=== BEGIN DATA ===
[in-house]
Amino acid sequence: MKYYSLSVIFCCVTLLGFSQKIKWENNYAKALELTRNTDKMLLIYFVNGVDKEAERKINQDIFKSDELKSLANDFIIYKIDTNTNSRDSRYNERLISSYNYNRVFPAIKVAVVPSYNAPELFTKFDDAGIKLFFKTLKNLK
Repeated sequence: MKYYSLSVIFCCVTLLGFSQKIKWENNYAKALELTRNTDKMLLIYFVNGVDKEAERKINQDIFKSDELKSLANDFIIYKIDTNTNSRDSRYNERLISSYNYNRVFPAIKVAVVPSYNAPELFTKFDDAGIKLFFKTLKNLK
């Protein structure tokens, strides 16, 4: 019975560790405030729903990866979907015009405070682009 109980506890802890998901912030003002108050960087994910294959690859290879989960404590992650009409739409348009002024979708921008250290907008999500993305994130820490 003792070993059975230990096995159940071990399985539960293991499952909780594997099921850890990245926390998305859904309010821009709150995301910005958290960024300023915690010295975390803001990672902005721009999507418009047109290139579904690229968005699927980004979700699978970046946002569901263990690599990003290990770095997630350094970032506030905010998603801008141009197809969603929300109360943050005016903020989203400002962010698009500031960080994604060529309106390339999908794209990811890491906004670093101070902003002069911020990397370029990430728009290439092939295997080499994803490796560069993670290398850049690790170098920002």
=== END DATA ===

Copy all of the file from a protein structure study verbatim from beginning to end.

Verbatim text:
[in-house]
Amino acid sequence: MKYYSLSVIFCCVTLLGFSQKIKWENNYAKALELTRNTDKMLLIYFVNGVDKEAERKINQDIFKSDELKSLANDFIIYKIDTNTNSRDSRYNERLISSYNYNRVFPAIKVAVVPSYNAPELFTKFDDAGIKLFFKTLKNLK
Repeated sequence: MKYYSLSVIFCCVTLLGFSQKIKWENNYAKALELTRNTDKMLLIYFVNGVDKEAERKINQDIFKSDELKSLANDFIIYKIDTNTNSRDSRYNERLISSYNYNRVFPAIKVAVVPSYNAPELFTKFDDAGIKLFFKTLKNLK
């Protein structure tokens, strides 16, 4: 019975560790405030729903990866979907015009405070682009 109980506890802890998901912030003002108050960087994910294959690859290879989960404590992650009409739409348009002024979708921008250290907008999500993305994130820490 003792070993059975230990096995159940071990399985539960293991499952909780594997099921850890990245926390998305859904309010821009709150995301910005958290960024300023915690010295975390803001990672902005721009999507418009047109290139579904690229968005699927980004979700699978970046946002569901263990690599990003290990770095997630350094970032506030905010998603801008141009197809969603929300109360943050005016903020989203400002962010698009500031960080994604060529309106390339999908794209990811890491906004670093101070902003002069911020990397370029990430728009290439092939295997080499994803490796560069993670290398850049690790170098920002």